Sunday, 10 May 2015

Jack Benny Goes Home

The continual mentions of Waukegan, Illinois should have telegraphed to radio listeners that Jack Benny loved his home town. And Waukegan loved him back. A centre for the arts and a junior high school in Waukegan are named for him. One of his homes in the city has been preserved. And there’s a statue in his honour.

It’s unclear how often he ever got back home, but it happened during the spring of 1946. Benny appeared on the Quiz Kids show, based in Chicago (he did a series of shows with them in 1941 as well) and made a side trip north to Waukegan.

Here’s the Chicago Tribune’s radio columnist from June 9, 1946. Apparently, trips with Frank Remley weren’t out of the ordinary for Jack; the two were great friends for many years.

Benny Visits Folks Here, Golfs, Drives, Talks

Every summer two dozen of radio’s top entertainers vanish for three months or so. Where do they go? What do they do? Well, Jack Benny, radio’s best known worrier, is relaxing in Chicago with not a care in the world--at least nothing more serious than a guest appearance on the Quiz Kids show tonight.
Benny is taking it easy. He’s been visiting with his sister, Florence Fenchel, and father, Meyer Kubelsky, in Chicago. And he spent a couple of days golfing and reminiscing with old friends in Waukegan. He smoked countless cigars and drove all around in his convertible Cadillac. Benny is daffy about motoring. And tomorrow he will start driving back to the west coast to rejoin his family with Frank Remele, guitar player in Phil Harris’ band as companion. Benny expects to do a lot of loafing and looking on the way back. He wants to visit Colorado Springs, the Grand Canyon--and anything else that attracts his attention.
Gives Up Fretting
Benny confided that he has learned a lot about enjoying himself the last couple of years. He doesn’t even fret about the script any more--or not much. He’s got a stable of capable writers, he’s back near the top of the ratings and the critics have been cheering him for some of the best satire of the season.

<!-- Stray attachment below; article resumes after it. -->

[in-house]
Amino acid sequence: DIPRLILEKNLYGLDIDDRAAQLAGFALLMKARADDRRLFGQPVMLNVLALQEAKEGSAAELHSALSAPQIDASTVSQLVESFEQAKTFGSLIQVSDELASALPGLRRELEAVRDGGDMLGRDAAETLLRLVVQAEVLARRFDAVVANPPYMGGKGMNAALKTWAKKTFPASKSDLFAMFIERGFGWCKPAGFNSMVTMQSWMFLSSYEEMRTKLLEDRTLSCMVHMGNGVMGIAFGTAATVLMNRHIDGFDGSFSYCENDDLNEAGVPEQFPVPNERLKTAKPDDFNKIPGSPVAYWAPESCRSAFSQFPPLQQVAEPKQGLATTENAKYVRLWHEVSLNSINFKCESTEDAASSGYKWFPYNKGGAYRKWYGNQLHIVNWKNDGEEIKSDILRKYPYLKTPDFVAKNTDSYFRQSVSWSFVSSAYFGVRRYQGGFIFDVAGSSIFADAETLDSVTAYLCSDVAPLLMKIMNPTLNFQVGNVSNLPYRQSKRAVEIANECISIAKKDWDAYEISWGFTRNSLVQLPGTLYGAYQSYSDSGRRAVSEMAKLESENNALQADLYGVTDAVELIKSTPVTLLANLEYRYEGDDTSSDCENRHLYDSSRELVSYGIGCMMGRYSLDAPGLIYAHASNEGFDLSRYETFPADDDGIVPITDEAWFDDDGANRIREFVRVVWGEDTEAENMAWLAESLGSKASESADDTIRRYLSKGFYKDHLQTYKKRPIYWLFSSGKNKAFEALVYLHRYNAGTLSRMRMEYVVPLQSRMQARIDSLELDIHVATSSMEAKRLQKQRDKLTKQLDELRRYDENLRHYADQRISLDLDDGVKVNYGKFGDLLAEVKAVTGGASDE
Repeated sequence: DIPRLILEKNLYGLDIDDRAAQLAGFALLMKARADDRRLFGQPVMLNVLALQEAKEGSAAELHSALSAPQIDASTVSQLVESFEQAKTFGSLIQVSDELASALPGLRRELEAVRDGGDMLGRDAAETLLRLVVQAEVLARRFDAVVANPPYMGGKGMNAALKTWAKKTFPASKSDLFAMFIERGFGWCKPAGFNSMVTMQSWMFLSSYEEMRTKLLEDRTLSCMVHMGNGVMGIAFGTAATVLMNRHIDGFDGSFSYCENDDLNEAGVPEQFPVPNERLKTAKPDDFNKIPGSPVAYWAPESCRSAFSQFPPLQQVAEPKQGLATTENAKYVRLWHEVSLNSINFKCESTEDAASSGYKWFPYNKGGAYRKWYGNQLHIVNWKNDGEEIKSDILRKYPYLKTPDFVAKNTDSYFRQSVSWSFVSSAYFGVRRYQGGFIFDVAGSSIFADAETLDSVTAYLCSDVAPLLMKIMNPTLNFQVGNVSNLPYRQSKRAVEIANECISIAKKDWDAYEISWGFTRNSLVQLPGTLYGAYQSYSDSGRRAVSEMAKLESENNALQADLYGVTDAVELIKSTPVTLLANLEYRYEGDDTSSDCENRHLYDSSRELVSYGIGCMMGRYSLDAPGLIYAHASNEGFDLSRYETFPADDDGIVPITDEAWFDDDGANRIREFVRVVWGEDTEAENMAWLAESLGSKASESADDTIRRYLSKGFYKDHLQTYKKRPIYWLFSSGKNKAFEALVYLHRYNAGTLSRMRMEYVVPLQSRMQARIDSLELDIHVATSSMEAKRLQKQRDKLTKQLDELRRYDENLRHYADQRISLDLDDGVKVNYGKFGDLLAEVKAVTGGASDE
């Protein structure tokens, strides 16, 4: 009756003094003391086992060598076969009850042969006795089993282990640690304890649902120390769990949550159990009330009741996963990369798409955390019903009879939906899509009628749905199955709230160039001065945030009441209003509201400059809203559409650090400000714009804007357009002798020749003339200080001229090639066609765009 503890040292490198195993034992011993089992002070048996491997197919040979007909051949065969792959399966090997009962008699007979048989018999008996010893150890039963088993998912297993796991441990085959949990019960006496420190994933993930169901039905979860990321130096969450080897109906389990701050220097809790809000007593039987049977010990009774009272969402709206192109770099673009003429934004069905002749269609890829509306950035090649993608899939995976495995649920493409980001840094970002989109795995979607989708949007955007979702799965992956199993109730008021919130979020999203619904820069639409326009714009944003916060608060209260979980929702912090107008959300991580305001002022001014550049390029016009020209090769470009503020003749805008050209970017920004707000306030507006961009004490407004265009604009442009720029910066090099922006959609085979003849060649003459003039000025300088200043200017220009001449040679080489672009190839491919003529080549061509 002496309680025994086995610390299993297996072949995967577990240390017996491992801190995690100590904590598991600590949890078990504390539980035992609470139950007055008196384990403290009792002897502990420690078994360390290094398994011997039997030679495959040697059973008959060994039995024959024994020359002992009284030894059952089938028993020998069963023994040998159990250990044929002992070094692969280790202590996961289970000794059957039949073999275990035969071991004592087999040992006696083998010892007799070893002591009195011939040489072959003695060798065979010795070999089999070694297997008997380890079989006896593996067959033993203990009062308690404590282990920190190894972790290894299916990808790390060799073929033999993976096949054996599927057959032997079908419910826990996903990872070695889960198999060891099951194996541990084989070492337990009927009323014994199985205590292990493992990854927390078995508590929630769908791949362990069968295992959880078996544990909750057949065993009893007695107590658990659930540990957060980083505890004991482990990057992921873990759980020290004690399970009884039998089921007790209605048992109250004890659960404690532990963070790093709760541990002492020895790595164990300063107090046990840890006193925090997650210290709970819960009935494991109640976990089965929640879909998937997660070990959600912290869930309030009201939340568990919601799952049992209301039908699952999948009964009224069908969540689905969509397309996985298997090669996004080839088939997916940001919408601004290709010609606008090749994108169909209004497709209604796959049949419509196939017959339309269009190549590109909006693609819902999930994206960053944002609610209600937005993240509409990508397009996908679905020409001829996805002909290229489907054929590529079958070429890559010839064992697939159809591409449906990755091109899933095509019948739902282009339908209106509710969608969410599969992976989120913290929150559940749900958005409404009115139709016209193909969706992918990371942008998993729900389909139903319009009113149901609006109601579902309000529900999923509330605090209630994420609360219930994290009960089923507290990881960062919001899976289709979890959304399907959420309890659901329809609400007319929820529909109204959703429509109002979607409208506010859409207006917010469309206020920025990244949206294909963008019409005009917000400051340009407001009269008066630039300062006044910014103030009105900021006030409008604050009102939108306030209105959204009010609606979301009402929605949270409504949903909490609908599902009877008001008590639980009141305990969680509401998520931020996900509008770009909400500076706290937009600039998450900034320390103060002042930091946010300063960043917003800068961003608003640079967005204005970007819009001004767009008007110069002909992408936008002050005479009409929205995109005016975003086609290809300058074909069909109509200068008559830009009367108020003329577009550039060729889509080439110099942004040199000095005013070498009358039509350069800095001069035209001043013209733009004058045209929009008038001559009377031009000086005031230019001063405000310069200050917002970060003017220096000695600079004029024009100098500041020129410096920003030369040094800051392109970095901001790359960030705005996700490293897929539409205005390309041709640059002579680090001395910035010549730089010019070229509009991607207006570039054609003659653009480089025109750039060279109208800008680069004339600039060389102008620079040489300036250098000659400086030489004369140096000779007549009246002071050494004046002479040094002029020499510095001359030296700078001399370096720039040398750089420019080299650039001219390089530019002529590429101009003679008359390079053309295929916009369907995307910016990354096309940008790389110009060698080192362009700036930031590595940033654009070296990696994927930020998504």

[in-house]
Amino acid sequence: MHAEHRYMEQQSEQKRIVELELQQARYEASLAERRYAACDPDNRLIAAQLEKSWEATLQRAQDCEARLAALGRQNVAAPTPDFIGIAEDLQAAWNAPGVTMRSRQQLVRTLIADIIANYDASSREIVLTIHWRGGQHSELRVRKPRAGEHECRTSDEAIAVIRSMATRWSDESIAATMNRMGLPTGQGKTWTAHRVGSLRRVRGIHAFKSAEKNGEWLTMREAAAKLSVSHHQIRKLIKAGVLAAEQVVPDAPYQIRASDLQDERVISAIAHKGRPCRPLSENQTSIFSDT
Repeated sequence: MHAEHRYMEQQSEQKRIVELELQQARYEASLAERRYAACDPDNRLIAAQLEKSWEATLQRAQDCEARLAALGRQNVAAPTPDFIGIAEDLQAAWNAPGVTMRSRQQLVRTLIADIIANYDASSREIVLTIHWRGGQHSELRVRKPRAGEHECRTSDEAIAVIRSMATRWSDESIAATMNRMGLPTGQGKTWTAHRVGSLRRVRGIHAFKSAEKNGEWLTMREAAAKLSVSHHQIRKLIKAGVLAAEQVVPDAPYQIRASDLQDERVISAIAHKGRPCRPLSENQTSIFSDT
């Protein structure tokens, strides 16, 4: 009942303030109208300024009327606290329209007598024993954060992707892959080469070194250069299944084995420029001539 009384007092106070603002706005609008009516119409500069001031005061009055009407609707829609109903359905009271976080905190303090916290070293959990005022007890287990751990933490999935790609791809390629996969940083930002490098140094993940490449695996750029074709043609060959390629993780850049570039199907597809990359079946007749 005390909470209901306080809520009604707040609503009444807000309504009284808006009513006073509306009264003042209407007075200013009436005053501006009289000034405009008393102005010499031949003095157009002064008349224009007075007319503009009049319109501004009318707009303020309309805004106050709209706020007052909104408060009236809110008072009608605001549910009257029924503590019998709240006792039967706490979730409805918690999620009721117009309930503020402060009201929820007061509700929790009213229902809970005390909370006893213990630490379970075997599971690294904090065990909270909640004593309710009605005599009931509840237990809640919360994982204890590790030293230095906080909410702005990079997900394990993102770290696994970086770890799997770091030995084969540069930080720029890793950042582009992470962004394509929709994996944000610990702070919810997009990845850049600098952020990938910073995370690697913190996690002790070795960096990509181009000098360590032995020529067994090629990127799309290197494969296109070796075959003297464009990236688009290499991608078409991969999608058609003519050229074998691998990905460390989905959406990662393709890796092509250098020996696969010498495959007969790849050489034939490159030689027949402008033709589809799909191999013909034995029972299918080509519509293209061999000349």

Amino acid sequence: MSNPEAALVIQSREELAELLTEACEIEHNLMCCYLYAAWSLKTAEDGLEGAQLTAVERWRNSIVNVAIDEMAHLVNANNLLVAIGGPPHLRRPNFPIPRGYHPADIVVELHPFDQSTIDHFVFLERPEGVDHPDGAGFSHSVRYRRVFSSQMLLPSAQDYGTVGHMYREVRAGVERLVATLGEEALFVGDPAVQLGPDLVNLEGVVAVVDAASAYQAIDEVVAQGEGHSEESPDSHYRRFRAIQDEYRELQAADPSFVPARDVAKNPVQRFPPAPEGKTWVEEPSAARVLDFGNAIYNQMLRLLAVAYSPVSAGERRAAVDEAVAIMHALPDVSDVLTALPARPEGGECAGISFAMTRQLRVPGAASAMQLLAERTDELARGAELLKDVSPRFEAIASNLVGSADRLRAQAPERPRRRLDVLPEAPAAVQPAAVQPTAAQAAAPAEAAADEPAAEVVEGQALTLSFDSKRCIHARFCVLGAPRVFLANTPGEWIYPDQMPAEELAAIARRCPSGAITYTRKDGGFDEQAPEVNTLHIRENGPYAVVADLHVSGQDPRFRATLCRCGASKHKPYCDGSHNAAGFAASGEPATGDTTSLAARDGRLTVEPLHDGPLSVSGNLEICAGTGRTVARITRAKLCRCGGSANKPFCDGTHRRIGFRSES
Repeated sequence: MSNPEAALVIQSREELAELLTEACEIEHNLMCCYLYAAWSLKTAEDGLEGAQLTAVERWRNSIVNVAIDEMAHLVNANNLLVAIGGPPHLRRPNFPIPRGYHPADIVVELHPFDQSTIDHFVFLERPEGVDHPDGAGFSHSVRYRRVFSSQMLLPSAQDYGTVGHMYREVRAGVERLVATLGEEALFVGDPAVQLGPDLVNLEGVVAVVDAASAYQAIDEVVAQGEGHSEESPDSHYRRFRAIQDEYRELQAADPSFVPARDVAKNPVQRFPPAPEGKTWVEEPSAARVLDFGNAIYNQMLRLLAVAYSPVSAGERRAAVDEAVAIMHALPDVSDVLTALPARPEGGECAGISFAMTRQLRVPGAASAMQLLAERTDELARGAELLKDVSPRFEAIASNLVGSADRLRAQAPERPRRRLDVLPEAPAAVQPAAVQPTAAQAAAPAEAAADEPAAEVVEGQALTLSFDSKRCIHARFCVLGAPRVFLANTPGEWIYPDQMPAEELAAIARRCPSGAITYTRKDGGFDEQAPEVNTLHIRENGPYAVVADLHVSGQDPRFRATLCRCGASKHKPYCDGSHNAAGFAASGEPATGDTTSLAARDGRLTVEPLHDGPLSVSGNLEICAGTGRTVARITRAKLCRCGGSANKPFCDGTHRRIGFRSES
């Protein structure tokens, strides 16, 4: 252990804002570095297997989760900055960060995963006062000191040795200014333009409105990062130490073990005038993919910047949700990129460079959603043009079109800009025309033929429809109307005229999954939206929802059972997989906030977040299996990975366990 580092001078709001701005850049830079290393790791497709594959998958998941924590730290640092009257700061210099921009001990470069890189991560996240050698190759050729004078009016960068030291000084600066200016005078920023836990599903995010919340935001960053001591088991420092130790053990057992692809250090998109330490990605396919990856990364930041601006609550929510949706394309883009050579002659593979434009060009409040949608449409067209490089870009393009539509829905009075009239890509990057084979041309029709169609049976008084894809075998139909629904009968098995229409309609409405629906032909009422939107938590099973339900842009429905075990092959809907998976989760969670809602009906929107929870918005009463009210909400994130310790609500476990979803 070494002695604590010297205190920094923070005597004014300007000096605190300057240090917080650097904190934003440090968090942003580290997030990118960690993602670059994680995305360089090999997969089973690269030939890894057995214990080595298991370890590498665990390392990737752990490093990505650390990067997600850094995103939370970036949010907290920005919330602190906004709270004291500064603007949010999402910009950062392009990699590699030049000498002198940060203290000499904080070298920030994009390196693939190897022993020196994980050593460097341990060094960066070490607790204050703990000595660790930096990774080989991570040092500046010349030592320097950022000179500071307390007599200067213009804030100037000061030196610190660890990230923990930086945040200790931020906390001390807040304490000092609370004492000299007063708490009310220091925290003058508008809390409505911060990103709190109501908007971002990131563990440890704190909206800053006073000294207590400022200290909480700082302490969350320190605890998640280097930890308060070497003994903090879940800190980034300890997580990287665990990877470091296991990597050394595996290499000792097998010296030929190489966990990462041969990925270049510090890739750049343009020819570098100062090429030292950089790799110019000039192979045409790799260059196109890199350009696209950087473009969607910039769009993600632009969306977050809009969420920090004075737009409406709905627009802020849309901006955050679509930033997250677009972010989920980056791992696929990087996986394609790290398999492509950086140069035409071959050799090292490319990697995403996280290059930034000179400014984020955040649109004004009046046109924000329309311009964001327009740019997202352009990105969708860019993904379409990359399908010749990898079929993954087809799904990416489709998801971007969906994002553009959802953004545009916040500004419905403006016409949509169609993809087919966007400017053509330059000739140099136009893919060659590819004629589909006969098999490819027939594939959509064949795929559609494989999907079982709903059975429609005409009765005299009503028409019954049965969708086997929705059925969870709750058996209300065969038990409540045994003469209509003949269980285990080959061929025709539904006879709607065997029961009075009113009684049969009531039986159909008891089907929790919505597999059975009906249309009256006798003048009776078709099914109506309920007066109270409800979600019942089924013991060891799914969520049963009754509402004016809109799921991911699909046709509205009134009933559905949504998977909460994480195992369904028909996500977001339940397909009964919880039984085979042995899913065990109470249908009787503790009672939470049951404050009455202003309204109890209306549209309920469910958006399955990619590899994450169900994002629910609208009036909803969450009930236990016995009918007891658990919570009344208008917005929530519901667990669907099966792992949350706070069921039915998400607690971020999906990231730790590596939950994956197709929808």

A pro has got Benny all heated up over golf and he’s on the courses a lot. He shoots in the low 80s. "I’ve got something new to do," he mused. Bill and Harry Schwartz threw a golf party for him at Waukegan. Others in on it were Syd Block, Ollie Elmerman, also old friends.
Jack also visited with Julius Sinykin, in whose home he and Mary Livingstone were married, and his cousins, Mr. and Mrs. Clifford Gordon, Ben Gordon, and Ben Richman.
Goes to the Plays
Even on vacation Benny doesn't forget about the amusement world. Last week he saw "Anna Lucasta," Katharine Cornell in "Candida," and Russel Crouse and Howard Lindsay’s "State of the Union." He saw "Lucasta" and the latter play in New York and enjoyed them so much that he went again.
Benny has a yen to do a Broadway comedy and Crouse and Lindsay are conjuring up some ideas. Whether the play will come off in one year or five remains to be seen. It’s in the talking stage now.
As to his next season’s radio show Jack says it will follow much the same pattern as last year’s--consistent characterization; guests only when you can fit them perfectly into the mood of the show. Last year the Ronald Colmans were on the Benny show five times--made such a hit that a radio show may be built around them.
Defines an Ad Lib
Benny doesn’t agree that a comedian ought to pay much attention to looking for good gags.
"All you need to know is when a gag is lousy," he said, "and get rid of it."
Benny found time, also, to define a radio ad lib: "Know what you're going to say, but make it sound like you don’t."
After getting back to the coast Jack and Mary plan three weeks of golf at Del Monte. Next, Jack will make a quick trip to either Berlin or Tokyo to entertain GI’s and then he goes to work on a new picture about the life of Jack Benny tentatively titled "Always Keep Them Laughing."
And that's a summer’s vacation!

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